Beijing slams decision, calls western sanctions “illegal.”

Source: Zero Hedge

While Russian forces continue to bombard Ukrainian population centers (while an attack on a nuclear power plant last night turned out to be far less destructive than initially reported), American bureaucrats are already looking past the invasion in Ukraine to focus on China and its continuing support for President Vladimir Putin.

To wit, the SCMP reported Friday that State Department counselor Derek Chollet warned that there will be serious consequences for Beijing if it helps Moscow in evading sanctions.

If China tries to help Russia evade sanctions in the wake of Moscow’s invasion of Ukraine, it will face countermeasures, a senior US State Department official said on Thursday, without providing details.

State Department counsellor Derek Chollet said the allied nations that have joined in sanctioning Russia represent a combined 50 per cent of the global economy; China accounts for around 15 per cent.

“China, if it were to seek to evade the sanctions, or somehow dividing the sanctions, they would be vulnerable,” he said. “Any country that tries to evade these sanctions will also face the consequences of its actions. I don’t want to speculate with that would be.”

Beijing has been pretty clear in its support for Russia, going so far as to denounce the western sanctions as “illegal”.

“China firmly opposes all illegal unilateral sanctions, and believes that sanctions are never fundamentally effective means to solve problems,” Liu Pengyu, spokesman in the Chinese embassy in Washington, said on Thursday.

Bloomberg, meanwhile, published a warning in the form of a report about the sanctions afflicting Russian President Vladimir Putin and his allies being a “cautionary tale” for President Xi. Of course, as BBG readily admits, all this purely speculation, as Beijing has – so far, at least – complied with US sanctions on Hong Kong leader Carrie Lam, and others.

While China has declined to slap financial penalties on Russia and will likely help it weather the sanctions storm by buying oil, gas and wheat, limits to the “no limits’’ friendship already appear to be emerging. Political leaders have talked of the need for a quick cease-fire and some big Chinese banks have restricted access to financing purchases of Russian commodities.

That pattern has been apparent in the past: China may disagree with the political goals of Western sanctions, but it has tended to avoid confronting them head on. Even Chinese state-run banks, for example, have complied with past U.S. curbs on Hong Kong. Carrie Lam, the territory’s Beijing-friendly chief executive, said in 2020 that she was collecting “piles of cash” at home because the U.S. measures barred her from basic banking services. “The Chinese banks are actually quite leery of running afoul of the U.S. Treasury,’’ says David Dollar, a senior fellow at Brookings and former Treasury representative in Beijing. “The big Chinese banks are among the largest in the world, they’re deeply integrated with the global system. So they’re going to be careful.’’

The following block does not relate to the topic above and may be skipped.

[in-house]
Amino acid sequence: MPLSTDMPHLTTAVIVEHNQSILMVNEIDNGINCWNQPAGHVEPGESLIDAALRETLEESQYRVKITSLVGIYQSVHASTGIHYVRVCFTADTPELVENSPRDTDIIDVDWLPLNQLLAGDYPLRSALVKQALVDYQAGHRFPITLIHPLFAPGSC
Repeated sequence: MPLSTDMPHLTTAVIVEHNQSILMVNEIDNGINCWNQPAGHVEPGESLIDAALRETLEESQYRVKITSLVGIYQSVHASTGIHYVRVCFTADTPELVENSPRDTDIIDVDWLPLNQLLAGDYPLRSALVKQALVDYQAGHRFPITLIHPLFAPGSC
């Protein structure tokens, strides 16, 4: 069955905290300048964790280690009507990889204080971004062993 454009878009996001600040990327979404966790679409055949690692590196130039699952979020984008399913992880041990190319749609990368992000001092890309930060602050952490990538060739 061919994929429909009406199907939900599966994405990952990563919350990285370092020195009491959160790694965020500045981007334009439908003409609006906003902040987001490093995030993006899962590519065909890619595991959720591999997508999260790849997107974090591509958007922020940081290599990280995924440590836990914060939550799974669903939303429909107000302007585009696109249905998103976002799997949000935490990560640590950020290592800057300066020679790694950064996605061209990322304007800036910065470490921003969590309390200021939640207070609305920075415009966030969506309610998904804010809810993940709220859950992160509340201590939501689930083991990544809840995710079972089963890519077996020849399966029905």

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…even if its currency, the yuan, remains a “bit player” in global trade.

While Beijing might heed these warnings for now, it’s pretty clear where their sympathies lie.

Foreign Ministery spokesman Wang Wenbin offered some insight this week when he blamed Washington for being the “culprit” of the situation in Ukraine. Washington “claims to be preventing a war in Europe. Did it accomplish that mission? It claims to be committed to peaceful resolution, but what has it done in that regard, except for providing military aid and enhancing military deterrence?”

As for the trend of “de-globalization” and the return of multi-polarity in the international political system, US economists believe it will only continue.

Plenty of economists agree that the polarization is real. Adam Posen, president of the Peterson Institute for International Economics, calls it the “corrosion of globalization.” He says it began with President Donald Trump’s trade war with China, and continued through the pandemic as economies turned inward. Now it’s accelerated.

“Everybody has been talking for a long while about blocs and the global economy splitting up,” says Posen.

The result, they fear, will be a global economy that’s “less productive and innovative as it turns combative”. But while China will likely continue buying Russian oil, gas and wheat, limits to their friendship have already manifested in the near-term. The takeaway is this: while Beijing disagrees with western sanctions, the CCP is still “biding its time”, and as a result has pursued a policy of non-confrontation.